What Are the Risk Factors for Type 1 Diabetes

What Are the Risk Factors for Type 1 Diabetes

What Are the Risk Factors for Type 1 Diabetes?

• Family and genetics. Type 1 diabetes is an autoimmune disease. A multitude of gene polymorphic variants are associated with type 1 diabetes; among them are HLA-DQA1, HLA-DQB1, and HLA- DRB1 genes, which all belong to the human leukocyte antigen complex. The major functions of the human leukocyte antigen complex include enhancing immune functions, discerning self from nonself, protecting organs and tissues, and attacking foreign invaders, such as bacteria and viruses. Mutations in these genes lead to immune disorders and the inability of the immune system to discern self from nonself. In type 1 diabetes, immune cells attack insulin-producing beta cells, mistaking them as foreign, causing the death of beta cells.

• Geography. People who live far away from the equator have a higher incidence rate of type 1 diabetes. The risk of type 1 diabetes is higher in the winter months compared to the summer months. Northern Europeans are prone to type 1 diabetes with a high incidence rate of 60 per 100,000 people. Contrary to that, the incidence rate of type 1 diabetes is only 0.1 per 100,000 people in China, India, and Venezuela.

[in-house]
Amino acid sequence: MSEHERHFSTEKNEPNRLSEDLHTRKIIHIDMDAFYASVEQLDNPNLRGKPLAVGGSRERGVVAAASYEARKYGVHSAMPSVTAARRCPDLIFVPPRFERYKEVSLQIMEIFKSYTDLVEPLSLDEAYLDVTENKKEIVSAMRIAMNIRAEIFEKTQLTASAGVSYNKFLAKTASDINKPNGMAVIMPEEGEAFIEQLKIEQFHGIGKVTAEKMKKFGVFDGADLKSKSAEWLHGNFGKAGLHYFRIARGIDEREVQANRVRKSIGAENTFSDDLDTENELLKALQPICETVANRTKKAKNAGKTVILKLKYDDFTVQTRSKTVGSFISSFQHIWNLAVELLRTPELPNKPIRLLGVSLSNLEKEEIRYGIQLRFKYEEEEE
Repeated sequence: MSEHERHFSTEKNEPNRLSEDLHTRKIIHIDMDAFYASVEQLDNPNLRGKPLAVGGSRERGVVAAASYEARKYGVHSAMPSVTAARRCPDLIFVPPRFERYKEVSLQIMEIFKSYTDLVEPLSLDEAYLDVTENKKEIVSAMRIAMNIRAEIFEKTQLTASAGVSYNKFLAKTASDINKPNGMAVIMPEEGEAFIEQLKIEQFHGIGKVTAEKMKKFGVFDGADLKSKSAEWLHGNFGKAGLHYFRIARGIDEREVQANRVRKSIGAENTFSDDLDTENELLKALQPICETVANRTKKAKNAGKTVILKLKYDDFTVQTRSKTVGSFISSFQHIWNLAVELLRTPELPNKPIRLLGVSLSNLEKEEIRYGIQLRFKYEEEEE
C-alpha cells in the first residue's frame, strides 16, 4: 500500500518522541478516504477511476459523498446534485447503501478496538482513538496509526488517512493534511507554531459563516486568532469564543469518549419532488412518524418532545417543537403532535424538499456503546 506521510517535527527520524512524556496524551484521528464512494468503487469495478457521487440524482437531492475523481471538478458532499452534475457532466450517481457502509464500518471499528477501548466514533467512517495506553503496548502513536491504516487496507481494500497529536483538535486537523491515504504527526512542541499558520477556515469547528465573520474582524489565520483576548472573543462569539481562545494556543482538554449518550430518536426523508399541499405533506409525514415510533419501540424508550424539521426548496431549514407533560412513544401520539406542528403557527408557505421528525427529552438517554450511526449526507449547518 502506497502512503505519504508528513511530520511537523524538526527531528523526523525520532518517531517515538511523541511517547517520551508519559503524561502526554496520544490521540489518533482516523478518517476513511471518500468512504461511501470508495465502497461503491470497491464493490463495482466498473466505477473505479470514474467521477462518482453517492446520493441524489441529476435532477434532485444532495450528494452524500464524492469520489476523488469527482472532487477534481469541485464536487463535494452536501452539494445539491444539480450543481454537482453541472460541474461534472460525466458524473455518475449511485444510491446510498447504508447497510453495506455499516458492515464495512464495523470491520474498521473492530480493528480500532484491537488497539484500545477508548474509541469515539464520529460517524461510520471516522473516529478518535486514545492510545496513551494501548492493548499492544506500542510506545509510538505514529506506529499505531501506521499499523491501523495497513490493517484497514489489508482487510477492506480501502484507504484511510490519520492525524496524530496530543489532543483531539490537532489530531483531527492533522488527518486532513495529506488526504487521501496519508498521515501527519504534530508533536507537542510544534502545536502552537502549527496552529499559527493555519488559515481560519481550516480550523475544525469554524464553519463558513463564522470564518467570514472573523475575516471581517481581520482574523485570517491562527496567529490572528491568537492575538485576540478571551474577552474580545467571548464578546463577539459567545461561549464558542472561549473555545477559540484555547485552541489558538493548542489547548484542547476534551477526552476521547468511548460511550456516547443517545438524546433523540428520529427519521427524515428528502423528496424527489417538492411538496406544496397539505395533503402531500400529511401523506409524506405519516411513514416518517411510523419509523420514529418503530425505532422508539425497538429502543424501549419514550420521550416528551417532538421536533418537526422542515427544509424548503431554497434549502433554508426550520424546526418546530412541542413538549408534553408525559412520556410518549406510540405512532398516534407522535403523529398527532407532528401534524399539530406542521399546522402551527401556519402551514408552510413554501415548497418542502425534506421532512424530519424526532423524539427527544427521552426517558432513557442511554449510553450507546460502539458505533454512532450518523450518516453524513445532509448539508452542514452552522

• Age and gender. Although type 1 diabetes can affect any age group, children ages 4–7 and 10–14 are most susceptible. In general, autoimmune diseases are more common in women compared to men. However, in type 1 diabetes, men have a higher incidence rate than women.

• Other autoimmune diseases. Patients with rheumatoid arthritis, lupus erythematosus, ankylosing spondylitis, or autoimmune thyroid disease have an increased risk of type 1 diabetes.